And the people around me aren’t the only ones wrestling with their own guilt.  The night Jason was hit, my cell phone wasn’t working properly, and I was anxious to get to the store to have it fixed before too much of Jason’s shift had passed.  As an officer’s wife, I hated being without a form of communication, especially on the nights he worked.  And, in my rush, I decided to leave for the store before Jason left for work.  In my mind, I would have the phone fixed before he started his shift, and all would be well in the world of an officer and his wife. I hugged him, kissed him, told him to come back to me. Instead of his normal “always,” I heard, “I’ll try.”  I hated that answer, but I didn’t really press it. Instead I left for the store to get my phone fixed.

The last message I remember sending Jason was something to the extent of,” yay, my phone is finally fixed. Hope to ACTUALLY get to hear from you at some point tonight. Love you and stay safe.”  Of course, no reply – I didn’t really expect one.  It was the first week of summer vacation, and they were already busy.  That night, I laid down to bed and forgot to turn my phone on loud, and because of that, I slept through 22 straight phone calls, and was awoken by a knock on the door.

And while logically, I know there is no reason to feel any guilt associated with my early departure, or my decision to let the, “I’ll try,” comment go, it didn’t matter.  The guilt was still present, and it ate away at me in the hours when I attempted to sleep at night.  I know that staying longer, never leaving, forcing him to reply with, “always,” wouldn’t have changed the outcome, but as humans when tragedy results in the loss of life, we always associate the feeling of wishing we could have done more with guilt.

In reality, I guess it’s the closest word we can find to describe how we truly feel.  The feeling that had we known the events of the night, we would have done everything possible to change them, to alter them, and to never have to live through a sleepless night of “what ifs.”  Yet, we know all of the impossibilities associated with that wish, and so, we describe how we feel as guilt.

And with guilt comes confession: the need for someone else to “forgive you.”  However, in Jason’s situation there isn’t anything to forgive.  We feel this “guilt” because we struggle with outcomes outside of our own control.  The events of June 14th and 15th were outside of our control the moment Jason checked in route to the call.  Even so, I spent a considerable time replaying the last conversation we had, wishing I wouldn’t have left so early, and begging for forgiveness, although in reality none was actually needed.

In one of my 3 am wide awake moments, I was debating in my mind of starting this blog, following what I felt was my calling, and I was providing God with many reasons I was undeserving of this calling, and why all of these thoughts and feelings should remain in my own mind.  I admitted how scared I was to share them, and how vulnerable I felt I would be.  I’ve written before about the dreams I had concerning starting the blog and the organization.  And, I struggled because I allowed my guilt to cause me to feel unworthy of my calling.   Actually, I still do that.  I still struggle with the unworthy feeling, and the admission that Jason’s death caused me to be a better person.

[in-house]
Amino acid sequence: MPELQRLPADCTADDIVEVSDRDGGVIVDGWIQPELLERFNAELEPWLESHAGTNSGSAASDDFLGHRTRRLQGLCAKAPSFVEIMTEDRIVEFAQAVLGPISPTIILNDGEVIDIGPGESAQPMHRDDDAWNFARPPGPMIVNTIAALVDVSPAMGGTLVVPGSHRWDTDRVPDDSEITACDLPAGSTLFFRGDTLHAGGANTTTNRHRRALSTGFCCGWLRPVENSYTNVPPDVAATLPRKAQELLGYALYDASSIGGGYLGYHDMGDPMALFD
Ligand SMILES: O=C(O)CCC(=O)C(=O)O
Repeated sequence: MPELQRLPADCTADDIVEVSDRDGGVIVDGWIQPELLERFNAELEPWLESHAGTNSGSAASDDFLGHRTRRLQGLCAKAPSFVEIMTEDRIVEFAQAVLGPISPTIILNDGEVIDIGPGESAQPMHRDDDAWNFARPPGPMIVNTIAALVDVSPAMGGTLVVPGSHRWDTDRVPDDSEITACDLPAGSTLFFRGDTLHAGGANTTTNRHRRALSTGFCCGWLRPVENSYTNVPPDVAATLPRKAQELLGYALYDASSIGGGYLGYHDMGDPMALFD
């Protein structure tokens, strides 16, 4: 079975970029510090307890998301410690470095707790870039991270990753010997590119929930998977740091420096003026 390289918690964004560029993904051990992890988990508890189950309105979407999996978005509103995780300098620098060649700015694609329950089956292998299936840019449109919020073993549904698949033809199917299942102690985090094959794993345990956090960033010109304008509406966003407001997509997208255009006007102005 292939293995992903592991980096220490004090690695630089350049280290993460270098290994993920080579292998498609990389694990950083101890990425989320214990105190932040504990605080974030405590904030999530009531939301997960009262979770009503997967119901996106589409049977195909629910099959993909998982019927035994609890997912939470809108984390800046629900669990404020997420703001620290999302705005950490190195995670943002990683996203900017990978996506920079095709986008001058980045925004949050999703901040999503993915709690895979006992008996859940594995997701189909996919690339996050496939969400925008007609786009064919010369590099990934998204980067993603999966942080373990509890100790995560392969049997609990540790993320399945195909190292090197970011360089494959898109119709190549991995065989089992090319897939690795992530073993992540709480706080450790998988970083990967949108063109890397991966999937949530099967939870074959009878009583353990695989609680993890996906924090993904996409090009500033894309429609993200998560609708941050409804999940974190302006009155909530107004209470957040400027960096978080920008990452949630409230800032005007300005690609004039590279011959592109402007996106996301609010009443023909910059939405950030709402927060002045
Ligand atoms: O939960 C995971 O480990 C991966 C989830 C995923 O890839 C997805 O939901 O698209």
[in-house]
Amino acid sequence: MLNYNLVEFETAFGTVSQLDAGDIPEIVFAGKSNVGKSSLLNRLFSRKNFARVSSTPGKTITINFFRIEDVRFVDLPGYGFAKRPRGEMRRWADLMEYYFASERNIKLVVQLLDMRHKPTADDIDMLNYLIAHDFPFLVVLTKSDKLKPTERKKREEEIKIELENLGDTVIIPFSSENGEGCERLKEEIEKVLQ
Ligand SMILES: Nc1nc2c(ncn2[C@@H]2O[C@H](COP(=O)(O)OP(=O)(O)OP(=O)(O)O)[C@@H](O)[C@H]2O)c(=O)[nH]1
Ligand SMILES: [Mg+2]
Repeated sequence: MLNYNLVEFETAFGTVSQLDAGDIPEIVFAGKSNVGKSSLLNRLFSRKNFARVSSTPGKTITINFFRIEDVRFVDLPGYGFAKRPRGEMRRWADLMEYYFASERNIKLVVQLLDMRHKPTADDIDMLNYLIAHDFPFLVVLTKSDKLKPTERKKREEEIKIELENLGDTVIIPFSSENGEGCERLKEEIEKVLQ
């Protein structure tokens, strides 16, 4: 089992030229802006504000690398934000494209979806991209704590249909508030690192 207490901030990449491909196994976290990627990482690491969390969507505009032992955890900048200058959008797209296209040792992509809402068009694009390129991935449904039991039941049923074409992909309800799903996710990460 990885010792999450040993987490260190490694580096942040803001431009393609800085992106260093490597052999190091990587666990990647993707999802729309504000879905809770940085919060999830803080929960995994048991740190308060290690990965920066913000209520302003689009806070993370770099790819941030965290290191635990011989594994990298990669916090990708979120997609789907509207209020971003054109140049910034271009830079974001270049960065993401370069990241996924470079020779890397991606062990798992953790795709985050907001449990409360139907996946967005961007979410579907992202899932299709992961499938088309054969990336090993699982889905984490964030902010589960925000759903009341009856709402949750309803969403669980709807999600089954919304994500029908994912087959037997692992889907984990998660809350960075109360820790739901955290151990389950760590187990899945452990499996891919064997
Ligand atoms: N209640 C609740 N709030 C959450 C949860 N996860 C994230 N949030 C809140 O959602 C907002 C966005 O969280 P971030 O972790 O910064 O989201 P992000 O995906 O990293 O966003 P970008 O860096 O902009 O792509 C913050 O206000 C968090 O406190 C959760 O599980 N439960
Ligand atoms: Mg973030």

And, so when people admit their “guilt” to me, I often times clam up.  I provide generic answers, and I  don’t really know how to tell them to erase their “guilt.” I tell them it’s not merited; I remind them I’m not angry; I tell them I understand nothing I say will erase it, because I do understand that.  I understand it on a level few actually can.  I understand that no human can take away that guilt, and they can’t provide you a feeling of peace.  And every time I walk away from one of those conversations I’m secretly grateful that I’m not alone, but I’m upset with myself for my inability to say more.  I want to scream my feelings of guilt to them, and I want my feelings to erase their feelings; yet, it never happens that way.

Nothing anyone says to me erases mine; it’s still here, although it’s smaller and a little easier to manage.  It has less of a hold on my daily life, but it still haunts me each time I blog.  Blogging is therapy, but it’s also my reminder that my calling in life changed when my husband died…and then there’s that guilt again.  Yet, it’s lessened, and here’s why:

“Good people pass away;
the godly often die before their time.

No one seems to understand that

God is protecting them from the evil to come.

For those who follow godly paths

Will rest in peace when they die.”

Isaiah 57:1-2

Jason’s death had nothing to do with anything any of us could have done or actually did that night.  It wasn’t because of our actions; it was because of God’s.  And while at first that might make a person angry at God – it did me.  In the end, I have to trust that Jason’s death was part of God’s bigger picture for my life and all those who were present at the scene, the hospital, the funeral home, and even now in our lives.